– Served over 2400 adults through public outreach events like Celebrate Mount Rubidoux and the Mayor’s Celebration for Arts & Innovation, and by hosting free monthly author events during ArtsWalk at the Riverside Public Library, and writing workshops throughout Riverside and San Bernardino Counties, including a Family Legacy Writing Workshop at the Goeske Senior Center.

– Published: No Easy Way, the story of the integration of Riverside schools, by Arthur L. Littleworth, a chapter integral to Riverside history; Vital Signs by Inlandia Literary Laureate Juan Delgado and Tom McGovern, which went on to win an American Book Award from the Before Columbus Foundation; and the Orangelandia anthology, which contains the fruit of Riverside’s citrus heritage. And launching this week, a new children’s chapter book, Tia’s Tamale Trouble, by Inlandia author and educator Julianna Maya Cruz.

Inlandia also undertakes special projects from time to time, like “Making Waves in Inlandia,” which chronicles the stories of the women’s environmental movement through oral histories and a very cool interactive component on our website, including a map of all the spaces saved by local environmental activists, and video interviews.

We also have two other interactive features on our website—a map that details the location of every Inland Empire site mentioned in our flagship Inlandia anthology (which, regrettably, is currently out of print—but we are working on a second edition! More about that in a future post). And, just this past week, with the publication of No Easy Way, we launched an interactive timeline, “Time Travel through Riverside’s School Integration History.”

Further, after the first of the year, we will be launching a six-part series of monthly public civic discussion forums featuring esteemed panelists and partner organizations, with the kickoff event at UCR’s Culver Center on January 31, 2015, at 1 pm.

One of the sound bites associated with Inlandia is, “celebrating the region in word, image, and sound.”

Planned projects include a new Adopt-a-School program which will bring literary arts education, taught by professionals in the field, to area schools; a Native American Voices conference at the Dorothy Ramon Center in Banning, featuring and celebrating indigenous peoples; a writing workshop at the Ontario Museum of History and Art celebrating black aviators in February, in honor of Black History Month. Not to mention our usual monthly Arts Walk series at the downtown Riverside Public Library and the free writing workshops held in six different cities throughout the region.

We are supported wholly through the generous donations of our members, supporters, and through grant funding from organizations like the City of Riverside, the Riverside Arts Council, the E. Rhodes and Leona B. Carpenter Foundation, and Cal Humanities. But like any arts organization, we are constantly thinking of creative ways we can ensure continued funding while also making it fun for contributors. Last week, we participated in the county-wide Give BIG day of giving, and to all of those who helped us meet our goals, thank you!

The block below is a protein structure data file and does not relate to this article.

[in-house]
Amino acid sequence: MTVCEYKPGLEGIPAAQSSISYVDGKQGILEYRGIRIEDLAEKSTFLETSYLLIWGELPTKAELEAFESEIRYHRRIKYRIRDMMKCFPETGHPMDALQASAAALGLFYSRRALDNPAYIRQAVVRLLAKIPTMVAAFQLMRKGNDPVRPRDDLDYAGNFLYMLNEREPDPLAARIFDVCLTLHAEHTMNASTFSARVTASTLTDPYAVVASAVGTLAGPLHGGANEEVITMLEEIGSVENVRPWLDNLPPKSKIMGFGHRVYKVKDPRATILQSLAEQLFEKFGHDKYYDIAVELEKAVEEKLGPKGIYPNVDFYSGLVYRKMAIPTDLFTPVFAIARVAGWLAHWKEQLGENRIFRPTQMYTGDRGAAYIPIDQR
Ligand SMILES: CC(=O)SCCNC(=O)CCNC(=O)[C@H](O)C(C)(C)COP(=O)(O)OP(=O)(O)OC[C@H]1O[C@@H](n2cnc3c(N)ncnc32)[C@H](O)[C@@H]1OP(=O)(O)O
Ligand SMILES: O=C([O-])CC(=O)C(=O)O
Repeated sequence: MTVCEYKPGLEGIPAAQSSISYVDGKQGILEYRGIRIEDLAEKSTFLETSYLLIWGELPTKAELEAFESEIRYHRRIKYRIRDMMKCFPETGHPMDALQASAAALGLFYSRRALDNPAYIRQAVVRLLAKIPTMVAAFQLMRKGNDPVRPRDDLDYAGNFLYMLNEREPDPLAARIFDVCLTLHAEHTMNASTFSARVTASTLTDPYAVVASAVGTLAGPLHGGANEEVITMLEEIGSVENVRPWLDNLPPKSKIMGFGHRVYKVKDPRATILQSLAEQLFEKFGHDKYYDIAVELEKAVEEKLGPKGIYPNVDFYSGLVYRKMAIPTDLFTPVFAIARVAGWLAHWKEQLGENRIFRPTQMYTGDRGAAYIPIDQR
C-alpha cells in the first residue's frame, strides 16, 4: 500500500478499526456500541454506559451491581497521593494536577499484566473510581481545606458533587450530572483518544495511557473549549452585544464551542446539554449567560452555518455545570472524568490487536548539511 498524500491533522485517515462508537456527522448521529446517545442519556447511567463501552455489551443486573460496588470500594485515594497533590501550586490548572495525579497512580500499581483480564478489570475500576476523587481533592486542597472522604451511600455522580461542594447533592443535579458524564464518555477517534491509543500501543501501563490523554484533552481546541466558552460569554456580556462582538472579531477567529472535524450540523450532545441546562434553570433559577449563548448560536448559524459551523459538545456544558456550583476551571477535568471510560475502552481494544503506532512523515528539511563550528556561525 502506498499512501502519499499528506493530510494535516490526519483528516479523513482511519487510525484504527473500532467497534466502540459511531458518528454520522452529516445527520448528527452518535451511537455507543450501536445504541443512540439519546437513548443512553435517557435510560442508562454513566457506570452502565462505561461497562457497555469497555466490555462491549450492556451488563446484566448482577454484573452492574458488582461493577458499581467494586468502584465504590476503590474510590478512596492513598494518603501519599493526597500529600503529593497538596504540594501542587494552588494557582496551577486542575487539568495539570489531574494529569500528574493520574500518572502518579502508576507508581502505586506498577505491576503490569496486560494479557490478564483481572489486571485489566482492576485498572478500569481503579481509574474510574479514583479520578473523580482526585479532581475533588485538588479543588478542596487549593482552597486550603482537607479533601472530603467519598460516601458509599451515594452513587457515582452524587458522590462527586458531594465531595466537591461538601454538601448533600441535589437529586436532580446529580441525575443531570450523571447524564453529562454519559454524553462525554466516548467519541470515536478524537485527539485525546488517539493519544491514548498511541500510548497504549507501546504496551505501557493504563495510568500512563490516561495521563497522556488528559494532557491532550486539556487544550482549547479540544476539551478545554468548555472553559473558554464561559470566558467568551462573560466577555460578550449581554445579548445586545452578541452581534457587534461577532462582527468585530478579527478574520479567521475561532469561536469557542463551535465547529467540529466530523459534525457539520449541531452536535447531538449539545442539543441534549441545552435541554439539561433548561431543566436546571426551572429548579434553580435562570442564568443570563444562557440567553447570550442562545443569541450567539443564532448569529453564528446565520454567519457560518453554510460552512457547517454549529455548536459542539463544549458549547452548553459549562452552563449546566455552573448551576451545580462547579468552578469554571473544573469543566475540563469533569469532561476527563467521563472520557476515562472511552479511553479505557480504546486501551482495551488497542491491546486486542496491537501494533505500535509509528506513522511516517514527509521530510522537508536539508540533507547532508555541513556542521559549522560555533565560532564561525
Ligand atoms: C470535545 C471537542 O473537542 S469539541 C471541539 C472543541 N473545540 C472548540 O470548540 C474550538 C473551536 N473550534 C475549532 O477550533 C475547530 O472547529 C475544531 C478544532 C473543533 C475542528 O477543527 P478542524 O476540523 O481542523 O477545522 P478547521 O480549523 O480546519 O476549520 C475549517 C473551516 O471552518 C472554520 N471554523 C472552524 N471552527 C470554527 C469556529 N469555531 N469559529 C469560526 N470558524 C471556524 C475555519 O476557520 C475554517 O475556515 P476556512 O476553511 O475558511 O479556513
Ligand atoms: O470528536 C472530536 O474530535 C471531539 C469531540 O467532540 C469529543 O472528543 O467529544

We are also currently in the midst of a book fair fundraiser sponsored by Barnes & Noble. If you missed the kickoff event on Saturday November 22, which featured readings by notable locals Larry Eby, Isabel Flores, Stephanie Barbe Hammer, Julianna Cruz, and a flurry of contributors to the Orangelandia anthology, know that you can still participate through the end of the week by shopping online or in store (any Barnes & Noble anywhere, as long as you have Inlandia’s code: 11484482), through Black Friday. So if like most people at this time of year you are beginning to think about holiday gifts, give a gift to Inlandia when you shop at Barnes & Noble this Thanksgiving week.

From all of us at Inlandia, we give thanks for you this week, and every week, throughout the year.

Other Desert Mothers: Ruth Nolan at Riverside Art Museum by Lisa Henry

Tonight, Friday November 7, Salt+Spice will present author, educator, and environmental activist Ruth Nolan, who will launch her latest collection of poetry, Other Desert Mothers, at the Riverside Art Museum. A wine and cheese reception will begin at 6:30pm with the reading set to begin at 7:00pm.

Ruth Nolan knows more than a few things about the desert, and about motherhood. A native of the Inland Empire and a current resident of Palm Desert, Nolan has spent countless hours hiking, camping, writing, parenting, grandparenting and firefighting in the vast, dry landscapes of California’s deserts. Her new collection of poetry, Other Desert Mothers (Old Woman Mountains Press, 2014), is a meditation on her unique desert journey. The book will be released in November and Nolan will celebrate the publication with a reading and reception at Riverside Art Museum Friday November 7 at 6:30pm.

A long-time desert dweller, Nolan has experienced adolescence, motherhood, and now grandmotherhood in and around the Mojave Desert.

“My parents moved us to a very remote area of the Mojave Desert when I was 13, from Rialto, CA.” It was a difficult transition for Nolan. She readily admits, “I was in shock at the vast contrast between the Inland Empire and desert, but instantly smitten and blown away by the beauty and power of the desert. I’ve been pinned down by the desert, both literally and metaphorically, since then.”